Now researchers at the University of Southern Maine have shown that DU damages DNA in human lung cells. The team, led by John Pierce Wise, exposed cultures of the cells to uranium compounds at different concentrations. The compounds caused breaks in the chromosomes within cells and stopped them from growing and dividing healthily. “These data suggest that exposure to particulate DU may pose a significant [DNA damage] risk and could possibly result in lung cancer,” the team wrote in the journal Chemical Research in Toxicology. . . Prof Wise said it is too early to say whether DU causes lung cancer in people exposed on the battlefield because the disease takes several decades to develop.
“Our data suggest that it should be monitored as the potential risk is there,” he said.


AUDREY PARENTE, DAYTONA BEACH HERALD, FL – Lori Brim cradled her son in her arms for three months before he died at Walter Reed Army Medical Center in Washington. Dustin Brim, a 22-year-old Army specialist had collapsed three years ago in Iraq from a very aggressive cancer that attacked his kidney, caused a mass to grow over his esophagus and collapsed a lung. The problems she saw during her time at Walter Reed, including her son screaming in pain while doctors argued over medications, had nothing to do with mold and shabby conditions documented in recent news reports. What this mother saw was an unexplainable illness consuming her son.

And what she has learned since her son’s death is that his was not an isolated case. Lori Brim has joined other parents, hundreds of other sick soldiers, legislators, research scientists and environmental activists who say the cause of their problems results from exposure to depleted uranium, a radioactive metal used in the manufacture of U.S. tank armor and weapon casings.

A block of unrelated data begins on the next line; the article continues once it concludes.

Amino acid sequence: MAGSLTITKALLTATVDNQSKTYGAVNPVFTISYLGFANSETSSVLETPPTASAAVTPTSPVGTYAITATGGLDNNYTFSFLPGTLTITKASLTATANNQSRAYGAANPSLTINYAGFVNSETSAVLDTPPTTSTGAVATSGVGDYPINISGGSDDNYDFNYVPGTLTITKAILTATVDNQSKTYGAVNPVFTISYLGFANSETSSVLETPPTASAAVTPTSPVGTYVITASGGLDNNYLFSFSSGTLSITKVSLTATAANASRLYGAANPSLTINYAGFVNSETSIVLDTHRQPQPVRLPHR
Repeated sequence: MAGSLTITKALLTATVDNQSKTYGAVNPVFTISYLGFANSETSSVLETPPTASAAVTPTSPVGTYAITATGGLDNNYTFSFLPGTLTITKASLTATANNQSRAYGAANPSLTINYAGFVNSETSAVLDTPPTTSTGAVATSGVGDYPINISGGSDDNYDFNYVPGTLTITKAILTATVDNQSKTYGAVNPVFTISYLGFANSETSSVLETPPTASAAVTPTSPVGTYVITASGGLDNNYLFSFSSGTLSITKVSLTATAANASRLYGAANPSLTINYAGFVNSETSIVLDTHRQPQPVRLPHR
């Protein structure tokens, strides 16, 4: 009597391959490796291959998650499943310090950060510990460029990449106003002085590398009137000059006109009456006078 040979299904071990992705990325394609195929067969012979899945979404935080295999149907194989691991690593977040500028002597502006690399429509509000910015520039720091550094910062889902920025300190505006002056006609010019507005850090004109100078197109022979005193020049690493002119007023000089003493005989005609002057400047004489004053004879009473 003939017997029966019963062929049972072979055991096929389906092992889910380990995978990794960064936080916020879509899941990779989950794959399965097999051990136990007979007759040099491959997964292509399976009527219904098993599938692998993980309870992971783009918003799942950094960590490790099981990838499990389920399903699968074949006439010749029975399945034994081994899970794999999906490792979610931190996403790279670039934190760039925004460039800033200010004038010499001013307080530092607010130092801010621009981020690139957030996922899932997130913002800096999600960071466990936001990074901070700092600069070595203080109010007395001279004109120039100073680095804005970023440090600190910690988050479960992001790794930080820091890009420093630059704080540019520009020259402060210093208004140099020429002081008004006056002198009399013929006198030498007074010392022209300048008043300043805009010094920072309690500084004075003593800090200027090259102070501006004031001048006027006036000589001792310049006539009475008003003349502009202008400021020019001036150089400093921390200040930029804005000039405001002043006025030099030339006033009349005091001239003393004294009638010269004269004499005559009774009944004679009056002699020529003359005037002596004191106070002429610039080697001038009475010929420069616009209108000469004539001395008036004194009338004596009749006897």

Health and environmental effects of depleted uranium are at the heart of scientific studies, a lawsuit in the New York courts and legislative bills in more than a dozen states (although not in Florida). . .

Despite a 1996 U.N. resolution opposing its use because of discovery of health problems after the first Gulf War, the military studies have concluded there was no evidence that exposure to the metal caused illnesses. . .

To the military, the effectiveness of weapons and armor made with depleted uranium outweighs any residual effects. Their bottom line: Depleted uranium saves soldiers’ lives in combat. . .

But Brim and others think there will not be enough known until soldiers are tested for exposure. They compare the debate over depleted uranium to the controversy surrounding Agent Orange, the toxic herbicide used to defoliate the jungles of Vietnam. Speculation over its effects continued for more than two decades before the Defense Department agreed to compensate veterans who suffered from ailments linked to its use. . .


MNA – Canadian research centers have reported that during the war against Iraq the U.S. military used depleted uranium weapons which caused the radiation level to rise at least 300 times above normal, and the weapons caused similar effects in Afghanistan.

U.S. troops have recently begun removing contaminated topsoil in Iraq, taking it to an unknown location. Scientists believe the next generation of children of citizens of both countries exposed to DU will suffer from higher rates of birth defects and cancer.

The Uranium Medical Research Center issued a report based on a 13-day survey throughout the primary conflict zones in urban and rural areas of central and southern Iraq on October 2003, according to Risq News. . .